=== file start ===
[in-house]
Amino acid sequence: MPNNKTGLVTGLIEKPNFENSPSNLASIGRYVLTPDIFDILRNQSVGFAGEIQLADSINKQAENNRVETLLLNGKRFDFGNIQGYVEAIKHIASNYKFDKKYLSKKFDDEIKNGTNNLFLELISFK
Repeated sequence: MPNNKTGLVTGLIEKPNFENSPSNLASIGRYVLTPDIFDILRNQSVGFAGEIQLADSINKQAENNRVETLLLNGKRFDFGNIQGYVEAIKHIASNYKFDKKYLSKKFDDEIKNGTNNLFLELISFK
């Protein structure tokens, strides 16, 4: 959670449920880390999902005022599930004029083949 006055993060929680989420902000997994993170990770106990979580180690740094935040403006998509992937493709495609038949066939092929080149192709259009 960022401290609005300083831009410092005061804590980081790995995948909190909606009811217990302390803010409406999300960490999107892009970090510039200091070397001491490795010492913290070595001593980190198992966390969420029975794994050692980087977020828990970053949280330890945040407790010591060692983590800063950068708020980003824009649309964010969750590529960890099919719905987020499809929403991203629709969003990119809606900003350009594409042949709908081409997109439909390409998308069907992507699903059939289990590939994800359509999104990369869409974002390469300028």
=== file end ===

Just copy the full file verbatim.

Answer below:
[in-house]
Amino acid sequence: MPNNKTGLVTGLIEKPNFENSPSNLASIGRYVLTPDIFDILRNQSVGFAGEIQLADSINKQAENNRVETLLLNGKRFDFGNIQGYVEAIKHIASNYKFDKKYLSKKFDDEIKNGTNNLFLELISFK
Repeated sequence: MPNNKTGLVTGLIEKPNFENSPSNLASIGRYVLTPDIFDILRNQSVGFAGEIQLADSINKQAENNRVETLLLNGKRFDFGNIQGYVEAIKHIASNYKFDKKYLSKKFDDEIKNGTNNLFLELISFK
């Protein structure tokens, strides 16, 4: 959670449920880390999902005022599930004029083949 006055993060929680989420902000997994993170990770106990979580180690740094935040403006998509992937493709495609038949066939092929080149192709259009 960022401290609005300083831009410092005061804590980081790995995948909190909606009811217990302390803010409406999300960490999107892009970090510039200091070397001491490795010492913290070595001593980190198992966390969420029975794994050692980087977020828990970053949280330890945040407790010591060692983590800063950068708020980003824009649309964010969750590529960890099919719905987020499809929403991203629709969003990119809606900003350009594409042949709908081409997109439909390409998308069907992507699903059939289990590939994800359509999104990369869409974002390469300028």